Force India rookie Paul di Resta says he’s aiming for a top-ten qualifying result and world championship points in this weekend’s European Grand Prix as he seeks to continue his impressive acclimatisation to Formula One.
The Scottish racer has enjoyed dominance over experienced team-mate Adrian Sutil on Saturday afternoons, out-qualifying the German 6-1 in the opening seven grand prix of his rookie campaign. His best performance thus far came in China, where he lined up an eye-catching eighth on the grid,
And di Resta reckons another Q3 Saturday followed by points on Sunday is possible on the Valencia street circuit.
“In terms of my objectives, I think I’d be fairly happy if we can be pushing to make the top ten in qualifying and racing for points,” said the Force India driver. “We saw in Canada that this is a realistic goal and I think the layout of the track should play to the strengths of our car. Hopefully we will have some new parts coming as well so that we can focus on taking another step forward.”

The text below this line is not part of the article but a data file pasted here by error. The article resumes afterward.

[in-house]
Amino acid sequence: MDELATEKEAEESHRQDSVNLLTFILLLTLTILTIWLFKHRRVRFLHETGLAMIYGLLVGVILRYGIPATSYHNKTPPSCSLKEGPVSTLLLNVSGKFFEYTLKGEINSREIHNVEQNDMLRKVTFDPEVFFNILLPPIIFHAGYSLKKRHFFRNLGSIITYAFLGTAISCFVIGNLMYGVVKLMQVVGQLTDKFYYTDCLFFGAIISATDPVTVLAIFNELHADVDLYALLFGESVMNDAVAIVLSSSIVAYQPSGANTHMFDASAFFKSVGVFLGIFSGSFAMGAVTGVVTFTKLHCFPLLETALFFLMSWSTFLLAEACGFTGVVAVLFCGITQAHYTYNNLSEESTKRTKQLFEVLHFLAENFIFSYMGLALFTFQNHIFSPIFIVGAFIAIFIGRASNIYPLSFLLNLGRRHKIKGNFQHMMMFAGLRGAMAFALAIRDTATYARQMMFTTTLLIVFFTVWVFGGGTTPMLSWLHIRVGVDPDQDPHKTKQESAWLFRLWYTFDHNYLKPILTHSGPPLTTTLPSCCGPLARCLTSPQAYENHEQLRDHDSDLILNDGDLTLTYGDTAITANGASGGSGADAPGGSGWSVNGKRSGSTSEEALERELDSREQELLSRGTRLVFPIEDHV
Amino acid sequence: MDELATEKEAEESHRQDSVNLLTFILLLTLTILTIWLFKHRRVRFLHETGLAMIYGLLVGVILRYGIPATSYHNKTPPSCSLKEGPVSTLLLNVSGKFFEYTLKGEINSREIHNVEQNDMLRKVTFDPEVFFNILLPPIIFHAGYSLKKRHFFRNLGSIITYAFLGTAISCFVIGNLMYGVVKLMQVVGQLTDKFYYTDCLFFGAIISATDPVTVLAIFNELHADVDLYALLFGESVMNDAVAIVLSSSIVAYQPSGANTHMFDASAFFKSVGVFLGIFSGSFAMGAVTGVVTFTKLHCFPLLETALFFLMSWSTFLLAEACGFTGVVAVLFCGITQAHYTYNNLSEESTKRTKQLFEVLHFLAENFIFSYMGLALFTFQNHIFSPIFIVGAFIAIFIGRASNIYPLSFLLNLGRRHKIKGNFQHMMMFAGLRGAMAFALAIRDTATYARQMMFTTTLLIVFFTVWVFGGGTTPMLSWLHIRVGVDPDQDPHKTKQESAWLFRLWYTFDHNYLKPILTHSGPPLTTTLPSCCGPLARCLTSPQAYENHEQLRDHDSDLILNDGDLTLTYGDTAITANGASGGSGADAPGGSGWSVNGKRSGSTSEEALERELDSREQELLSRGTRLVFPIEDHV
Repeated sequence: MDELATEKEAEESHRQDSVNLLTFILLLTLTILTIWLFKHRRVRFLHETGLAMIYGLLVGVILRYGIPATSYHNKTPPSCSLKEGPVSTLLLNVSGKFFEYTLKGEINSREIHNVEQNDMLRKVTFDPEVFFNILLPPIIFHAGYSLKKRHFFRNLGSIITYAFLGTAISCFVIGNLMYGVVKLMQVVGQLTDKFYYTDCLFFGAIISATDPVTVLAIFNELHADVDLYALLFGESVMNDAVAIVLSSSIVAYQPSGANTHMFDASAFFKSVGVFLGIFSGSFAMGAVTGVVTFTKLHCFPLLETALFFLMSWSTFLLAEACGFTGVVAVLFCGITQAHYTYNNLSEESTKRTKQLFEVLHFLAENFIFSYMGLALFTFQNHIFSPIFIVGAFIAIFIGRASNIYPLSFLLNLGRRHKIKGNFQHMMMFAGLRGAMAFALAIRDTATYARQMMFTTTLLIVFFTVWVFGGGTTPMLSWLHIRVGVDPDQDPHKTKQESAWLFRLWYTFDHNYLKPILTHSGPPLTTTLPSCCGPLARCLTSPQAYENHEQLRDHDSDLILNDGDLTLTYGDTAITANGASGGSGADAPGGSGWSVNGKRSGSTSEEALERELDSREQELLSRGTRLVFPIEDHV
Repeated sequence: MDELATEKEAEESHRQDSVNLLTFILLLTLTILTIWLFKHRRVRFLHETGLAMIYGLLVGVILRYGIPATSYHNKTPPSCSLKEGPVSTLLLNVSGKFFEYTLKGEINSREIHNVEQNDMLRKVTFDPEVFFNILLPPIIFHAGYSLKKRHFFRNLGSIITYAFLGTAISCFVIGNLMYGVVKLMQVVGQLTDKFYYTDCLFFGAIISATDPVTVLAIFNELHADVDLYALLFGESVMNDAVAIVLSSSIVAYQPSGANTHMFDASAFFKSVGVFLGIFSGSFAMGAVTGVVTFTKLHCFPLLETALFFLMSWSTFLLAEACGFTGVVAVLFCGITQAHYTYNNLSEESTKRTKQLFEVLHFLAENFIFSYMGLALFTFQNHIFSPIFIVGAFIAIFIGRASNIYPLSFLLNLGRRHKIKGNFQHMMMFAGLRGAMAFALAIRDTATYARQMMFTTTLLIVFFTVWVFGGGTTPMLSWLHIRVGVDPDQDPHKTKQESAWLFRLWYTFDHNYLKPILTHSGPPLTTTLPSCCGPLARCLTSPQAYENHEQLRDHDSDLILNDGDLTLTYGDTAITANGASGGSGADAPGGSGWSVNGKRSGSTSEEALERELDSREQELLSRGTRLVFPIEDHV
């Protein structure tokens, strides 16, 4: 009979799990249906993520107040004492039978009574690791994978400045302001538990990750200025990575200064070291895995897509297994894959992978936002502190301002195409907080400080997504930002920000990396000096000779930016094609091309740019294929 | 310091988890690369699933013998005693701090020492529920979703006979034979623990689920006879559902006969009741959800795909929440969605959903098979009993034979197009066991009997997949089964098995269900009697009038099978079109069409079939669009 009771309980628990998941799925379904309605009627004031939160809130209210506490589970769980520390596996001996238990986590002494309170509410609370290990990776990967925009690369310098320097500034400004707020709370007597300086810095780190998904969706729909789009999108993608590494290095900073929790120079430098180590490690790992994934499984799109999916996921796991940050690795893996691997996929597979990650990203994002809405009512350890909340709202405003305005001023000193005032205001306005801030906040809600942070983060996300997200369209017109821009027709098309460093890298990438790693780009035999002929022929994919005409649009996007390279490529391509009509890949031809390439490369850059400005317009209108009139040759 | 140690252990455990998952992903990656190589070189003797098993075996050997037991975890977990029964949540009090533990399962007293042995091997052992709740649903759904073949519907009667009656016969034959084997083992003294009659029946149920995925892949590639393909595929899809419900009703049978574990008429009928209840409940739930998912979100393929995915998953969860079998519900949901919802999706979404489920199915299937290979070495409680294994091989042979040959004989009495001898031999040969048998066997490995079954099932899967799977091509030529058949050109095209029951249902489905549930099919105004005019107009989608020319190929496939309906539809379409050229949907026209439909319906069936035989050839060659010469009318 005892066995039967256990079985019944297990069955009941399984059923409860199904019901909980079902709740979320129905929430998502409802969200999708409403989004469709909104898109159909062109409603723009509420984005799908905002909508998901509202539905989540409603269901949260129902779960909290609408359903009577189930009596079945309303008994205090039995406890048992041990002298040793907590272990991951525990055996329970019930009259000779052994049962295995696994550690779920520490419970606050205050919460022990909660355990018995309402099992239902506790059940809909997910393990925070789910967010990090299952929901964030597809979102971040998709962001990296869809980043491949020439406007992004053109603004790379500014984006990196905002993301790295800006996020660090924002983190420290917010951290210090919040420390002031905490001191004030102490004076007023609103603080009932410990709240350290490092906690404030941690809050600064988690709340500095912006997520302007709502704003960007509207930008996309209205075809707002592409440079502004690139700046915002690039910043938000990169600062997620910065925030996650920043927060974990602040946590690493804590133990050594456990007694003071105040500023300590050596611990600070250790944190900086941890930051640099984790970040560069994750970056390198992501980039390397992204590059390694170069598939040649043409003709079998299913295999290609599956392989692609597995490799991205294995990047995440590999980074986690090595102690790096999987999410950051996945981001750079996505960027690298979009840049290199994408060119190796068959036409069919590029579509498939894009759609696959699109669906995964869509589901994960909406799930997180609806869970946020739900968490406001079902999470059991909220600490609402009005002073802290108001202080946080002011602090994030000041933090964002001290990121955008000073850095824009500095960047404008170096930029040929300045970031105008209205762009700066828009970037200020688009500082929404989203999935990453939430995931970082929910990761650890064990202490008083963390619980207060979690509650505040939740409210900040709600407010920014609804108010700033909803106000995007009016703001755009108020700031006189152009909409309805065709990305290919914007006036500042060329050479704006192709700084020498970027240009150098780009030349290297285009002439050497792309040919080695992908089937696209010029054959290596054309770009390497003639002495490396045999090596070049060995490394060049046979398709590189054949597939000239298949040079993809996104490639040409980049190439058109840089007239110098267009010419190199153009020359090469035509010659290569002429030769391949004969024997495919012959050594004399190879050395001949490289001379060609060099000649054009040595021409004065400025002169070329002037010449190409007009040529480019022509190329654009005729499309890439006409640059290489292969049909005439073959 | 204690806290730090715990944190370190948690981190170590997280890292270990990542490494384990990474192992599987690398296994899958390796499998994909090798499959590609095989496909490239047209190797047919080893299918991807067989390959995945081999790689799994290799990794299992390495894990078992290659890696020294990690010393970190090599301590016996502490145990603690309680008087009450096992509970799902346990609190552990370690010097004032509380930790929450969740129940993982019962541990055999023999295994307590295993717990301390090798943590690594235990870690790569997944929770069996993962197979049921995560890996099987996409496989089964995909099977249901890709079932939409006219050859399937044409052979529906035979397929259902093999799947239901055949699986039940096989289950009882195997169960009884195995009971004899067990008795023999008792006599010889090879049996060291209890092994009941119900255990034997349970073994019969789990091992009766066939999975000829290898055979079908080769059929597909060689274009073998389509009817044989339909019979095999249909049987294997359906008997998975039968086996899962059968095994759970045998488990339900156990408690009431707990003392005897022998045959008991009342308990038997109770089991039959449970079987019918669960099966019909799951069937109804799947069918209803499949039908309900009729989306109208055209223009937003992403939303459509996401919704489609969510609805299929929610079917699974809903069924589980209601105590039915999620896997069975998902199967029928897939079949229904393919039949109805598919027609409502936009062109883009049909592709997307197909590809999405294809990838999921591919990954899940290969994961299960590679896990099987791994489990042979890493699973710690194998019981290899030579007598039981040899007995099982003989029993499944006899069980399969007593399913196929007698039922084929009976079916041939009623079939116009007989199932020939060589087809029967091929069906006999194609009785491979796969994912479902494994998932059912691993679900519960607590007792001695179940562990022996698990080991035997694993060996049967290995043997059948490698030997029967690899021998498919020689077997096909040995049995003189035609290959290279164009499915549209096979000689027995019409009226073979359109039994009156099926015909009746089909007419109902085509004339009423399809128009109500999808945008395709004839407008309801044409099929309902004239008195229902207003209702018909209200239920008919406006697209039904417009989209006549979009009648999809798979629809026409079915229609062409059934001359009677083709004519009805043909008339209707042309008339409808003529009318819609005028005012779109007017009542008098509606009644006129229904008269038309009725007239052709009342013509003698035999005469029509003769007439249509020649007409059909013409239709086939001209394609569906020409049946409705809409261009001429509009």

Di Resta contested FP1 in Valencia for Force India last season and, despite limited running, does feel the circuit will be that great a challenge.
“It’s difficult for me to talk much about Valencia having only done one practice session there last year. What I do remember is that I quite enjoyed the track and it wasn’t too difficult to learn. Although it’s a long lap there are not that many difficult corners and the main characteristic is the long straight.
“Because of the long straights I think Valencia is another track where we will see a big advantage with the DRS. That should make some good opportunities for overtaking and it will be interesting to see how the FIA approach this when setting the DRS activation zone so that overtaking doesn’t become too easy. Tyre wear will also be a crucial factor for the weekend because it’s another street track and it’s difficult to predict how the tyres will perform.”
25-year-old di Resta has thus far scored two points from his first seven races in F1, taking tenth place finishes in Australia and Malaysia.